Responses from the same psychotherapists also provided insights into their basic ways of reacting to patients, a process known as countertransference. The therapists’ responses consisted of feeling overwhelmed, helpless, positive, overinvolved, sexually attracted, disengaged, protective, and mistreated.
“Transference phenomena are neither mysterious nor unmeasurable,” Westen says.
Psychotherapists have argued for decades about whether treatment should delve into the transference reactions that the treatment itself provokes. Psychoanalytically oriented clinicians believe that a focus on conflicts and themes in a patient’s relationship to the therapist illuminates a broad range of personal problems. Another perspective, especially among professionals who provide brief psychotherapy, holds that talk about transference makes patients overly anxious, especially if they’re emotionally unstable to begin with.
A new study, directed by psychiatrist Per Høglend of the University of Oslo finds, surprisingly, that patients who relate poorly to others and display severe emotional problems—usually considered the poorest prospects for psychotherapy—can be aided by discussing their own transference tendencies.
In their one-of-a-kind study, Høglend and his coworkers randomly assigned 100 patients to 1 year of weekly, audiotaped psychotherapy sessions in which therapists either did or didn’t talk about transference issues. Patients suffered from depression, anxiety, personality disorders, and interpersonal troubles. Therapists generally focused on dealing with interpersonal conflicts and emotional trouble-spots, regardless of whether they mentioned patients’ transference reactions.
Before treatment began and after it ended, interviewers assessed the quality of patients’ relationships, their emotional health, their capacity for achieving personal insights, and their ability to solve daily problems.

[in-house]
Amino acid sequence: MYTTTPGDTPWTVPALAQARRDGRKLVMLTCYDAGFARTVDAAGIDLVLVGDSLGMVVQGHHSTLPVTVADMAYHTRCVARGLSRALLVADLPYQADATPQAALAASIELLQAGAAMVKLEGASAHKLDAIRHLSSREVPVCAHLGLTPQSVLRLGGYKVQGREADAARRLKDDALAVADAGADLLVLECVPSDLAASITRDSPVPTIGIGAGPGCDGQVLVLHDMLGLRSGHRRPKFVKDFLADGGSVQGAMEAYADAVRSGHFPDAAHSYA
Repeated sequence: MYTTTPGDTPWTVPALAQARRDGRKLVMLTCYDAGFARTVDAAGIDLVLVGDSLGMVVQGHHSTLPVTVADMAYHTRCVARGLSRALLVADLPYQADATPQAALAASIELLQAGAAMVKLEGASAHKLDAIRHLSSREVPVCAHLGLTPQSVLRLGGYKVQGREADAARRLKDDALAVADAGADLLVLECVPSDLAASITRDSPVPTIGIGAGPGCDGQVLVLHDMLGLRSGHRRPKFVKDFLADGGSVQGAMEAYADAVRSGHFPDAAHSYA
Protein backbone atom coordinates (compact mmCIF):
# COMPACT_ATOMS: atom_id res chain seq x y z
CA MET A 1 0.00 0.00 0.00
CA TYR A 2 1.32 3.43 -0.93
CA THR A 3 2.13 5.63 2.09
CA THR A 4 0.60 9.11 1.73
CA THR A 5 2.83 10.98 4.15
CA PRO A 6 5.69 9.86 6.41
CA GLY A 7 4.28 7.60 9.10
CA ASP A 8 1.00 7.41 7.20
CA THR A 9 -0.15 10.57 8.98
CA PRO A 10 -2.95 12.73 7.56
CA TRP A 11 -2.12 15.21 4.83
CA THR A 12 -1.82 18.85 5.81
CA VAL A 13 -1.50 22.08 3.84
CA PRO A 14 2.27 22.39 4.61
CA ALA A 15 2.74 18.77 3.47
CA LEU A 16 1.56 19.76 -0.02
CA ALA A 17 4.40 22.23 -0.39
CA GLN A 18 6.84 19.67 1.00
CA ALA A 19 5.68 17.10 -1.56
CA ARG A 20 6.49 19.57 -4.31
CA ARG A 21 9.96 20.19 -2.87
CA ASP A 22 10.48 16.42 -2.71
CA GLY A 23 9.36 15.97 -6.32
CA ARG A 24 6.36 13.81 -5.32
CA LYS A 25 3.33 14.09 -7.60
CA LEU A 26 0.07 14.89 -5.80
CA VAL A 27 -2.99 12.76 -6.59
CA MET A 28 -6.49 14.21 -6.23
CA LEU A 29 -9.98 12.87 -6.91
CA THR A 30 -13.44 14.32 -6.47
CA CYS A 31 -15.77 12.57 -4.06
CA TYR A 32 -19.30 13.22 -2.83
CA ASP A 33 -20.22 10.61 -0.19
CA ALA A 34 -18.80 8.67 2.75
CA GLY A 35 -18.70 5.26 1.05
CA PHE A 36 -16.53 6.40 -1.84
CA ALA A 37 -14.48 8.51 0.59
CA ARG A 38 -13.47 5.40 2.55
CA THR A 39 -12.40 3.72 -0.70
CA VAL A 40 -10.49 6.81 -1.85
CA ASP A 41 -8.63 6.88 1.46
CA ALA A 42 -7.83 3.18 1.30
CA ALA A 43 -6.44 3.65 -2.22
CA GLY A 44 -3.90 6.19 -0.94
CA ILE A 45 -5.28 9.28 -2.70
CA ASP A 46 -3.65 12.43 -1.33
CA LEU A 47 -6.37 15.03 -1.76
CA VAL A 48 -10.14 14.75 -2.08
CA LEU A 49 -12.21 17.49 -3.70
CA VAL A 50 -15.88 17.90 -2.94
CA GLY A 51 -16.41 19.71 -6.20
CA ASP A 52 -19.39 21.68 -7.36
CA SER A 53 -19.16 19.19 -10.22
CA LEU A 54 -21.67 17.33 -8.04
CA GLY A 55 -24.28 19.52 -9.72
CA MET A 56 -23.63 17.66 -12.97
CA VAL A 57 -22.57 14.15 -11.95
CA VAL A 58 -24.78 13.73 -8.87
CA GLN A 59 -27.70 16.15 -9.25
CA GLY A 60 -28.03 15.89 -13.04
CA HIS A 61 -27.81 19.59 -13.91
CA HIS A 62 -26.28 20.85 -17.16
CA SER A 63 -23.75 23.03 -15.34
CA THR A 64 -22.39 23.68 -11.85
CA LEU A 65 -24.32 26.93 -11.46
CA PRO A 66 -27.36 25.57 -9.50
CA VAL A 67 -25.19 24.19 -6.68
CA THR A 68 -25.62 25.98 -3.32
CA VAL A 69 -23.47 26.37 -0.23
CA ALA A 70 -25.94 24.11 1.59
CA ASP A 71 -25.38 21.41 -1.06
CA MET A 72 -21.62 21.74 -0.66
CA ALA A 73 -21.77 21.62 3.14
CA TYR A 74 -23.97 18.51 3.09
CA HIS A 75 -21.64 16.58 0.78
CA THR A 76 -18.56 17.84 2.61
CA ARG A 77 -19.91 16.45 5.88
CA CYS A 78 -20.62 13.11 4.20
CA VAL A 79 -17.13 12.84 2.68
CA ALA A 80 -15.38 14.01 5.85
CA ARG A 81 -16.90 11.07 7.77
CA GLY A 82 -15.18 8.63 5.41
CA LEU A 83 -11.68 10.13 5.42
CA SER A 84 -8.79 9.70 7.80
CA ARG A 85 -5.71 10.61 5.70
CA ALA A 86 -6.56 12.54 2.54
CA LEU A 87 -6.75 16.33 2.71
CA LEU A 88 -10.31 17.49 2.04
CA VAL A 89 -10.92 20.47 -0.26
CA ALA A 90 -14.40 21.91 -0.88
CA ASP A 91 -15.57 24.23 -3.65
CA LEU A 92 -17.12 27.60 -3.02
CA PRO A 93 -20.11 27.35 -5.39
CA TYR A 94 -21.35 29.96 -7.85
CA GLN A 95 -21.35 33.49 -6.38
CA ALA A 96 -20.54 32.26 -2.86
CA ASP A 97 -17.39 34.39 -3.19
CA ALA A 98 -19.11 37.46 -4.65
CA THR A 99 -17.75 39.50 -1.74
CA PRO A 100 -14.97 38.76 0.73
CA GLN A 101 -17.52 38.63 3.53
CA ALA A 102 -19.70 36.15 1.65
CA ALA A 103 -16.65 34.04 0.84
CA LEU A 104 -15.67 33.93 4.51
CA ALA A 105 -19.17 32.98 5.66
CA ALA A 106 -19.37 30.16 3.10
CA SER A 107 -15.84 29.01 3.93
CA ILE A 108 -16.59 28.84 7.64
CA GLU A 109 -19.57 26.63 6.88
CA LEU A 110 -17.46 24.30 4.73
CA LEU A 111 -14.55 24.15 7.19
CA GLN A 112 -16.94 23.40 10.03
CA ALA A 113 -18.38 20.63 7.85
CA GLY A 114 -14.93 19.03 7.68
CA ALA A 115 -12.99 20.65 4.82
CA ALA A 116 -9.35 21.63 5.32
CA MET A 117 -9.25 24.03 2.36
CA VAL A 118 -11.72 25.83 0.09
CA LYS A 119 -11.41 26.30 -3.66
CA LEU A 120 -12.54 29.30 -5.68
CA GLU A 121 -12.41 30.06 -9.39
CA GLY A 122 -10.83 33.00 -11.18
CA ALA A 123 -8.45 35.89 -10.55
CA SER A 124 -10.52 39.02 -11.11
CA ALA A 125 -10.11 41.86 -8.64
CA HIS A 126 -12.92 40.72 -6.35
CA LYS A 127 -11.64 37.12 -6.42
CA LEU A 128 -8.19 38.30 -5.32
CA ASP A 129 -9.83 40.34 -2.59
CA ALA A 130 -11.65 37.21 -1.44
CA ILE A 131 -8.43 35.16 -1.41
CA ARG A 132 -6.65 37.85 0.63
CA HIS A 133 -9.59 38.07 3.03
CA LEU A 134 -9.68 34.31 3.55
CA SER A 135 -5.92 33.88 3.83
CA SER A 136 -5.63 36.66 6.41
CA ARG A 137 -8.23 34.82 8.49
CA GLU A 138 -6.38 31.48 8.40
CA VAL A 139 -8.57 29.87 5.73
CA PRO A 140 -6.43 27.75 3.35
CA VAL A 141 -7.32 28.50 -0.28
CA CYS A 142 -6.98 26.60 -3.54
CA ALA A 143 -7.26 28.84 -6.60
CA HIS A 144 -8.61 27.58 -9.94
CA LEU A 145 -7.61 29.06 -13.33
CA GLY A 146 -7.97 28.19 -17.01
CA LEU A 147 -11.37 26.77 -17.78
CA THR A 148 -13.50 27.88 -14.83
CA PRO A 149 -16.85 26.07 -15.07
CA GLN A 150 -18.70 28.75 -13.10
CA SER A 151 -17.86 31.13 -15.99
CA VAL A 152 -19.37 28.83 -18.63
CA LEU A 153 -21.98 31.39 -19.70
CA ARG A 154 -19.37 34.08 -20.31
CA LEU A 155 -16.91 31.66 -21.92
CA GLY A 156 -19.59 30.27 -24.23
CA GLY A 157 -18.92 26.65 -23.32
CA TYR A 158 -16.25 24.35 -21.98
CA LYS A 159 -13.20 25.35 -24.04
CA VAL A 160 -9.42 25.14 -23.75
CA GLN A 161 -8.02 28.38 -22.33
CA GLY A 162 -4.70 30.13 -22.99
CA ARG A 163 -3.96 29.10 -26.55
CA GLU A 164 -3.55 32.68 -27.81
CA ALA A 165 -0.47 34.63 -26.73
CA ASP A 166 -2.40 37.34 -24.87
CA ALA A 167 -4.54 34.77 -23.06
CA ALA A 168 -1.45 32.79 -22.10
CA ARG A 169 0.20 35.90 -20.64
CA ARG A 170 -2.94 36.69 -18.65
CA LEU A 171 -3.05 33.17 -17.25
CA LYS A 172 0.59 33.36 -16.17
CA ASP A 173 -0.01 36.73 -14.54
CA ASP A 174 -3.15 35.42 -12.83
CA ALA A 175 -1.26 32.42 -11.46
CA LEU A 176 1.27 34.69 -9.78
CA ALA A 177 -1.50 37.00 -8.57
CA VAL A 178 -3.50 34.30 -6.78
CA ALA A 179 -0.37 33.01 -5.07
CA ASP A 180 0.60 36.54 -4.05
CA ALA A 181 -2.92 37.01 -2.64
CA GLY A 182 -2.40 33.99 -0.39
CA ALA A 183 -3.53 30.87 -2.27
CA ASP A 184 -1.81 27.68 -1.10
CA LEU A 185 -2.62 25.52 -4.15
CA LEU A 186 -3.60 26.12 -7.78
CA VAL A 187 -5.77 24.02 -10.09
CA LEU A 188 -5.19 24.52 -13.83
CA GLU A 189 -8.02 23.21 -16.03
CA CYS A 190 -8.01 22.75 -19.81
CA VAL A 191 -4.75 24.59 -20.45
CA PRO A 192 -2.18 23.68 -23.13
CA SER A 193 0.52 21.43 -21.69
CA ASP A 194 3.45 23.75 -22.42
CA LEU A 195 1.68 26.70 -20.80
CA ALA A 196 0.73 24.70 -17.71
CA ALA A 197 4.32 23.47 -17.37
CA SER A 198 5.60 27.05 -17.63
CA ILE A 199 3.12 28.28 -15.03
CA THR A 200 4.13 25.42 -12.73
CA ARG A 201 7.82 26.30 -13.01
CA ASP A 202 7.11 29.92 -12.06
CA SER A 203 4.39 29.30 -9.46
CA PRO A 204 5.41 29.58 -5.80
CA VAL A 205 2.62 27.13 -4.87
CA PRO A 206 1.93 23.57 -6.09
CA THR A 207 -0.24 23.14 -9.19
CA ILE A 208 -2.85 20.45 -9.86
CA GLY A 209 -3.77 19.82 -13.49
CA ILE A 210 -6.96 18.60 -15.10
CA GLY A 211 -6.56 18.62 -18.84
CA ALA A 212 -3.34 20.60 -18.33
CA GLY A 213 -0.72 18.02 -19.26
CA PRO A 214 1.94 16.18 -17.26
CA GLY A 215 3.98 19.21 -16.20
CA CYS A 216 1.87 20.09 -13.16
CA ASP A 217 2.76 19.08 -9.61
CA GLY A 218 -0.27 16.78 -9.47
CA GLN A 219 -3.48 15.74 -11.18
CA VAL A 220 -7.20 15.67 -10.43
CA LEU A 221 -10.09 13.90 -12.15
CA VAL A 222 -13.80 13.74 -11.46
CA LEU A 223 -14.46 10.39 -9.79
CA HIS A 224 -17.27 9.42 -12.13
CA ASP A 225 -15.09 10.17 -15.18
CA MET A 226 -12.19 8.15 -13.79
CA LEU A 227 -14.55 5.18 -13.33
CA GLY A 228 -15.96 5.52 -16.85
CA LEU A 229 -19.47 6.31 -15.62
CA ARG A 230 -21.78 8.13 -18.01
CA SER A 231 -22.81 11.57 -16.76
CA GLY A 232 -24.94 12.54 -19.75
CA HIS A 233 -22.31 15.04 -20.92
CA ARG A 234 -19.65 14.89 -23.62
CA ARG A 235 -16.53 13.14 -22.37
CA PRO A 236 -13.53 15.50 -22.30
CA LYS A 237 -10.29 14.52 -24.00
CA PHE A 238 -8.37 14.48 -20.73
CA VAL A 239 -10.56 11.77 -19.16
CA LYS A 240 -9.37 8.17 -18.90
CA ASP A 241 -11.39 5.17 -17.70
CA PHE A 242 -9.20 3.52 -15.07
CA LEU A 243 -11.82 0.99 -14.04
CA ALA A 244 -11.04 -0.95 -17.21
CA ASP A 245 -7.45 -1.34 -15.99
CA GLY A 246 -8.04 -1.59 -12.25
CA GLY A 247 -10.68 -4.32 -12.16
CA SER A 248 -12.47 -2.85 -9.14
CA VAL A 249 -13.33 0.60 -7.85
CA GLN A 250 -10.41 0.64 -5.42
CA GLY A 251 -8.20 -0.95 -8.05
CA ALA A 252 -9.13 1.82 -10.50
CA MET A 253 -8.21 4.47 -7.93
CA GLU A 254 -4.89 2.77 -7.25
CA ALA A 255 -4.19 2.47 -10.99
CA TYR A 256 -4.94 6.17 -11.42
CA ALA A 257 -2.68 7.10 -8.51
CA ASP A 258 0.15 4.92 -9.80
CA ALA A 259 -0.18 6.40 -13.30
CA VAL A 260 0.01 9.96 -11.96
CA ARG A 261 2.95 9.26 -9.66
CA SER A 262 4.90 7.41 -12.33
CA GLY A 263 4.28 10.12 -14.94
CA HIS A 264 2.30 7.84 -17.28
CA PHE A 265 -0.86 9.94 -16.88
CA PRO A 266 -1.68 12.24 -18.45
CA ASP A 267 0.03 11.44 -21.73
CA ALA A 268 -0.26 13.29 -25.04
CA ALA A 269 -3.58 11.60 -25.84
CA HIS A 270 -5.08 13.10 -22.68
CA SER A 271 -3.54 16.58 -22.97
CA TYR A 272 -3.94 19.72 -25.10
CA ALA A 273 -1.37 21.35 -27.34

Høglend’s team found that people characterized by unruly emotions and unstable relationships improved to a substantially greater extent if their therapists regularly interpreted transference reactions rather than avoid such discussions. In contrast, patients with mild problems did slightly better in therapy free of transference talk. Results from the Norwegian study appeared in the October 2006 American Journal of Psychiatry and in the March 2007 Psychotherapy Research.
Overall, the investigation shows that emotionally fragile patients can profit from hearing someone explain how their past relationships influence their current attitudes and behaviors, remarks Baylor’s Gabbard. Transference interpretations may bolster an initially uneasy working relationship between severely disturbed patients and their therapists, thus boosting treatment effects, he speculates.
Høglend’s findings also demonstrate that different facets of psychotherapy promote emotional health in different patients, Gabbard adds. “We should adjust the treatment to the patient, not the patient to the treatment,” he says.
Similarly, after a century of clinical confinement, the concept of transference appears finally to have adjusted to the scientific treatment.